You can use other objects too, not just humans—other animals are an obvious option, or you could use subjects that are less definite in size. Boulders, bushes, flowers, etc. are all objects that we have a pretty good understanding of, although there is more variation between the sizes of individuals than there typically is amongst humans and animals.

Negative space

A similar idea is to include a lot of in a scene. Have you ever seen that classic image of a lone tree standing out on the prairie, with nothing but big blue sky all around it? Perhaps nothing is more vast than the sky—we can’t see the end of it, after all, and it’s a very long way above us. If you include a lot of sky in an image you can make your subject appear diminutive, which will make the rest of the scene look vast. Do take care when you use the sky as your negative space, however, because if you don’t have a lot of rich color or texture there, it can actually make your scene look dull.


Another way you can add a sense of scale to your subject is with camera angle. If you stand at the base of a tall tree and shoot it from below, looking up towards the sky, you're going to capture a photograph of a tree that looks massive and powerful. You can use the same technique with buildings or even with other people—whenever you’d like to exaggerate the size of something. Any time you are standing below something looking up, it's going to look imposing, possibly even more imposing than it actually is in real life.

Remember that you will typically get some distortion when you do this—for example, those perfectly straight walls and that perfectly straight spire on that cathedral will look as if they are slanting towards the center of the frame. This can actually help add to that sense of a large, looming object, because what you're doing is creating a partial vanishing point. Vanishing points are something that all human beings subconsciously understand represent distance. When two parallel lines appear to converge as they approach the horizon, we instinctively understand that this means they are traveling a great distance. When this happens to the vertical lines of an object when we’re standing at the base of it looking towards the top, we understand the same thing about it.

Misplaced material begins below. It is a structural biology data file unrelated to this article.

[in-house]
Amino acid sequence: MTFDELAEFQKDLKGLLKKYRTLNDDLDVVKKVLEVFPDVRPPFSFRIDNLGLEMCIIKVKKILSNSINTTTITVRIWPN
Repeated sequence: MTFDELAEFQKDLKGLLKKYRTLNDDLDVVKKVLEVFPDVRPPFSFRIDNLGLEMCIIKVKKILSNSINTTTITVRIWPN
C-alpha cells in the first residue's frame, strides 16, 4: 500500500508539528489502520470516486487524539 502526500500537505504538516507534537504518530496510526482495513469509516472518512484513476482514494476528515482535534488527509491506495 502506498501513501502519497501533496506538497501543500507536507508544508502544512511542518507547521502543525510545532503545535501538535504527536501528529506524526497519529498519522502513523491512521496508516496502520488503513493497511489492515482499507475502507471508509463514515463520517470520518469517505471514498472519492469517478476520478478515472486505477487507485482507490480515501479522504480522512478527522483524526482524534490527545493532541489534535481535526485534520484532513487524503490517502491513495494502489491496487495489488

Your lens

The lens you choose can also do a lot for how big your scene will ultimately appear. This is why most landscape photographers will choose a wide-angle lens. The wide-angle lens not only captures a broader field of view, it also exaggerates the distance between objects. So while two trees may look very close to one another when shot with a telephoto lens, when you shoot the same set of trees from the same vantage point with a wide angle lens, you will get an image that appears larger in scale than the first one does—the trees will appear to be further apart, which will make it seem as if there’s more distance overall in the scene. This can be a very powerful way to suggest a sense of scale in almost any image.

Another thing you can do to suggest scale is to actually cut an object off before it reaches the edge of the frame. If you do this with a very large building, for example, you're suggesting to your viewer that the building was so big that it could not be contained within a single frame. You can apply this same idea to any large subject—the ear and eye of an elephant may say more about its size than a photograph of the elephant as a whole. And the same technique can also make a forest look vast—simply point the camera at a row of trees and make sure they fill up the entire frame. By excluding the actual edge of the forest, you are giving your viewer a sense that those trees go on for along way, past the edge of the frame and possibly forever.


Photographers have to be kind of tricky when it comes to this stuff—we’re working with a two dimensional medium, so we have to rely on illusions and perspectives to help communicate to our viewers how big a scene or subject actually is. It’s easy once you know what the tricks are and how to effectively apply them, but make sure that you don’t neglect them. Whenever you are about to photograph something huge, ask yourself, “What do I need to do to communicate the size of this thing to my viewer?” Chances are one of these techniques is going to be a good fit.